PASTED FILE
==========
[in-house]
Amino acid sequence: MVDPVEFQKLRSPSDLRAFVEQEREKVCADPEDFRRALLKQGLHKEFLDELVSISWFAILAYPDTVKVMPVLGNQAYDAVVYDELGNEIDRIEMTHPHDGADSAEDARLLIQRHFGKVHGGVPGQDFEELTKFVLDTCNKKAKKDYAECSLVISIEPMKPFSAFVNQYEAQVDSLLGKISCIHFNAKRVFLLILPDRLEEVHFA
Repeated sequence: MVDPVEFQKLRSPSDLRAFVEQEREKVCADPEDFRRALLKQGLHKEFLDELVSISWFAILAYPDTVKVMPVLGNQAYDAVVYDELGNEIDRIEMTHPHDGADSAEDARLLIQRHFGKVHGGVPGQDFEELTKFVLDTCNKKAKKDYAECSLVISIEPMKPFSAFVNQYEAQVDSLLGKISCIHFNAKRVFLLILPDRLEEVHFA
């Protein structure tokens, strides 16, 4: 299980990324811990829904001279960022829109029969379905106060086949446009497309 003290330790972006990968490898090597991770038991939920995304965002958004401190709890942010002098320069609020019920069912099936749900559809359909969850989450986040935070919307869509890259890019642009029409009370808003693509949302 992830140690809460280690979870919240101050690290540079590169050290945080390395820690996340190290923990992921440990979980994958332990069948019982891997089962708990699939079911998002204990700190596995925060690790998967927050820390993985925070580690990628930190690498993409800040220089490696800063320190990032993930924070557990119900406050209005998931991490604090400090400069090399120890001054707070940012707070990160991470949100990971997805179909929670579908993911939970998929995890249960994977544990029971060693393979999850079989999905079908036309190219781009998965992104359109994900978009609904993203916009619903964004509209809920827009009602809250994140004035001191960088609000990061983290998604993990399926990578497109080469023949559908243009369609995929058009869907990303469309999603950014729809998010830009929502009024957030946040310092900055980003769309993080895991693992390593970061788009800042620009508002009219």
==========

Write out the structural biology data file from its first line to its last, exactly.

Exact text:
[in-house]
Amino acid sequence: MVDPVEFQKLRSPSDLRAFVEQEREKVCADPEDFRRALLKQGLHKEFLDELVSISWFAILAYPDTVKVMPVLGNQAYDAVVYDELGNEIDRIEMTHPHDGADSAEDARLLIQRHFGKVHGGVPGQDFEELTKFVLDTCNKKAKKDYAECSLVISIEPMKPFSAFVNQYEAQVDSLLGKISCIHFNAKRVFLLILPDRLEEVHFA
Repeated sequence: MVDPVEFQKLRSPSDLRAFVEQEREKVCADPEDFRRALLKQGLHKEFLDELVSISWFAILAYPDTVKVMPVLGNQAYDAVVYDELGNEIDRIEMTHPHDGADSAEDARLLIQRHFGKVHGGVPGQDFEELTKFVLDTCNKKAKKDYAECSLVISIEPMKPFSAFVNQYEAQVDSLLGKISCIHFNAKRVFLLILPDRLEEVHFA
């Protein structure tokens, strides 16, 4: 299980990324811990829904001279960022829109029969379905106060086949446009497309 003290330790972006990968490898090597991770038991939920995304965002958004401190709890942010002098320069609020019920069912099936749900559809359909969850989450986040935070919307869509890259890019642009029409009370808003693509949302 992830140690809460280690979870919240101050690290540079590169050290945080390395820690996340190290923990992921440990979980994958332990069948019982891997089962708990699939079911998002204990700190596995925060690790998967927050820390993985925070580690990628930190690498993409800040220089490696800063320190990032993930924070557990119900406050209005998931991490604090400090400069090399120890001054707070940012707070990160991470949100990971997805179909929670579908993911939970998929995890249960994977544990029971060693393979999850079989999905079908036309190219781009998965992104359109994900978009609904993203916009619903964004509209809920827009009602809250994140004035001191960088609000990061983290998604993990399926990578497109080469023949559908243009369609995929058009869907990303469309999603950014729809998010830009929502009024957030946040310092900055980003769309993080895991693992390593970061788009800042620009508002009219």